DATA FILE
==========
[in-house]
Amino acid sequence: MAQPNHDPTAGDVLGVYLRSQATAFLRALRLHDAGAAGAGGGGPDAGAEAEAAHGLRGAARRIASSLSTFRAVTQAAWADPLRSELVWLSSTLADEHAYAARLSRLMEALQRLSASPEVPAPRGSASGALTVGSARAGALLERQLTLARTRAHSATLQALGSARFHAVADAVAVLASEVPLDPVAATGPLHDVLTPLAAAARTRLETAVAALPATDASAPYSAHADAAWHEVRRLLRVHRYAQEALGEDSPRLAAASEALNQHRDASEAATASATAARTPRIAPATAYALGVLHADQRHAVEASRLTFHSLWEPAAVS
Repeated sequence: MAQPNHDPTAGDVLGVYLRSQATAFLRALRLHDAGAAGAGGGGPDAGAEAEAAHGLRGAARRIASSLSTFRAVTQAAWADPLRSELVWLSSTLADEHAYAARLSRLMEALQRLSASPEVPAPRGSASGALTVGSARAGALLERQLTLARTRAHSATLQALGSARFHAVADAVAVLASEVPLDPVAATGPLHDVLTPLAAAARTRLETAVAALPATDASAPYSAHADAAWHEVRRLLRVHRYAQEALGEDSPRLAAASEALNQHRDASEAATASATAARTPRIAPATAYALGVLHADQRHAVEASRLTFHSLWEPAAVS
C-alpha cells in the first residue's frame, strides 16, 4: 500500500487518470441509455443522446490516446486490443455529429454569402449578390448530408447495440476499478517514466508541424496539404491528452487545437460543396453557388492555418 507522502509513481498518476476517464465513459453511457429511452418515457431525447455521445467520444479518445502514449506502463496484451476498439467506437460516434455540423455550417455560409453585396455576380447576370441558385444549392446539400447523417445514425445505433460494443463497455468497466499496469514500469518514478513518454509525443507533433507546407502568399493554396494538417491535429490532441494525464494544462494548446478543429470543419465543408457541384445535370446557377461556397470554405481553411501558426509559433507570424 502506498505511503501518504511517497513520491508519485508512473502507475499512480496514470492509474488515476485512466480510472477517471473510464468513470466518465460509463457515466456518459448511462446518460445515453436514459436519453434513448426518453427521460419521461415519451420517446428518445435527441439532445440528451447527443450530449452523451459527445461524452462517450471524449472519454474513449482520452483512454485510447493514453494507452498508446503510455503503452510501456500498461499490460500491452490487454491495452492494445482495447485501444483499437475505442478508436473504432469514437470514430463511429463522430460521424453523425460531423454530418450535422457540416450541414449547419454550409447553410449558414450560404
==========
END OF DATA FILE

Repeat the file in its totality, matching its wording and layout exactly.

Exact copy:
[in-house]
Amino acid sequence: MAQPNHDPTAGDVLGVYLRSQATAFLRALRLHDAGAAGAGGGGPDAGAEAEAAHGLRGAARRIASSLSTFRAVTQAAWADPLRSELVWLSSTLADEHAYAARLSRLMEALQRLSASPEVPAPRGSASGALTVGSARAGALLERQLTLARTRAHSATLQALGSARFHAVADAVAVLASEVPLDPVAATGPLHDVLTPLAAAARTRLETAVAALPATDASAPYSAHADAAWHEVRRLLRVHRYAQEALGEDSPRLAAASEALNQHRDASEAATASATAARTPRIAPATAYALGVLHADQRHAVEASRLTFHSLWEPAAVS
Repeated sequence: MAQPNHDPTAGDVLGVYLRSQATAFLRALRLHDAGAAGAGGGGPDAGAEAEAAHGLRGAARRIASSLSTFRAVTQAAWADPLRSELVWLSSTLADEHAYAARLSRLMEALQRLSASPEVPAPRGSASGALTVGSARAGALLERQLTLARTRAHSATLQALGSARFHAVADAVAVLASEVPLDPVAATGPLHDVLTPLAAAARTRLETAVAALPATDASAPYSAHADAAWHEVRRLLRVHRYAQEALGEDSPRLAAASEALNQHRDASEAATASATAARTPRIAPATAYALGVLHADQRHAVEASRLTFHSLWEPAAVS
C-alpha cells in the first residue's frame, strides 16, 4: 500500500487518470441509455443522446490516446486490443455529429454569402449578390448530408447495440476499478517514466508541424496539404491528452487545437460543396453557388492555418 507522502509513481498518476476517464465513459453511457429511452418515457431525447455521445467520444479518445502514449506502463496484451476498439467506437460516434455540423455550417455560409453585396455576380447576370441558385444549392446539400447523417445514425445505433460494443463497455468497466499496469514500469518514478513518454509525443507533433507546407502568399493554396494538417491535429490532441494525464494544462494548446478543429470543419465543408457541384445535370446557377461556397470554405481553411501558426509559433507570424 502506498505511503501518504511517497513520491508519485508512473502507475499512480496514470492509474488515476485512466480510472477517471473510464468513470466518465460509463457515466456518459448511462446518460445515453436514459436519453434513448426518453427521460419521461415519451420517446428518445435527441439532445440528451447527443450530449452523451459527445461524452462517450471524449472519454474513449482520452483512454485510447493514453494507452498508446503510455503503452510501456500498461499490460500491452490487454491495452492494445482495447485501444483499437475505442478508436473504432469514437470514430463511429463522430460521424453523425460531423454530418450535422457540416450541414449547419454550409447553410449558414450560404